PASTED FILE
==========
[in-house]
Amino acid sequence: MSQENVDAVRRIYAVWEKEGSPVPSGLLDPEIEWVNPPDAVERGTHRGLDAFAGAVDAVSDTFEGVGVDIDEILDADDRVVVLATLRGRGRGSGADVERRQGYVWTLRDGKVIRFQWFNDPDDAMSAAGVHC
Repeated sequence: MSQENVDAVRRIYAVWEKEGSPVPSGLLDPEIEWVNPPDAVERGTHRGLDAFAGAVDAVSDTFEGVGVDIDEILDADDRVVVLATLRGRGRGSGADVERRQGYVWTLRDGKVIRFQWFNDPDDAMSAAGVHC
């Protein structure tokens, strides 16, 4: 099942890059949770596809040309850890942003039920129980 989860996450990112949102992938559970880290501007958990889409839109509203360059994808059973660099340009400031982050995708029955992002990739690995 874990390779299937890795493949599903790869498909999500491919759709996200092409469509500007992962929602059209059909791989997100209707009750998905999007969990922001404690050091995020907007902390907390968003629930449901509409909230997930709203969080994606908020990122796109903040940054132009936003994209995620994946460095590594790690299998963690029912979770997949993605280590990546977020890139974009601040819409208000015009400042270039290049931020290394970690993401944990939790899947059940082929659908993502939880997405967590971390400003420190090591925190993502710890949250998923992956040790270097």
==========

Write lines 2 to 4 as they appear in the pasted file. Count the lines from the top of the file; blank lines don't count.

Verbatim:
Amino acid sequence: MSQENVDAVRRIYAVWEKEGSPVPSGLLDPEIEWVNPPDAVERGTHRGLDAFAGAVDAVSDTFEGVGVDIDEILDADDRVVVLATLRGRGRGSGADVERRQGYVWTLRDGKVIRFQWFNDPDDAMSAAGVHC
Repeated sequence: MSQENVDAVRRIYAVWEKEGSPVPSGLLDPEIEWVNPPDAVERGTHRGLDAFAGAVDAVSDTFEGVGVDIDEILDADDRVVVLATLRGRGRGSGADVERRQGYVWTLRDGKVIRFQWFNDPDDAMSAAGVHC
């Protein structure tokens, strides 16, 4: 099942890059949770596809040309850890942003039920129980 989860996450990112949102992938559970880290501007958990889409839109509203360059994808059973660099340009400031982050995708029955992002990739690995 874990390779299937890795493949599903790869498909999500491919759709996200092409469509500007992962929602059209059909791989997100209707009750998905999007969990922001404690050091995020907007902390907390968003629930449901509409909230997930709203969080994606908020990122796109903040940054132009936003994209995620994946460095590594790690299998963690029912979770997949993605280590990546977020890139974009601040819409208000015009400042270039290049931020290394970690993401944990939790899947059940082929659908993502939880997405967590971390400003420190090591925190993502710890949250998923992956040790270097």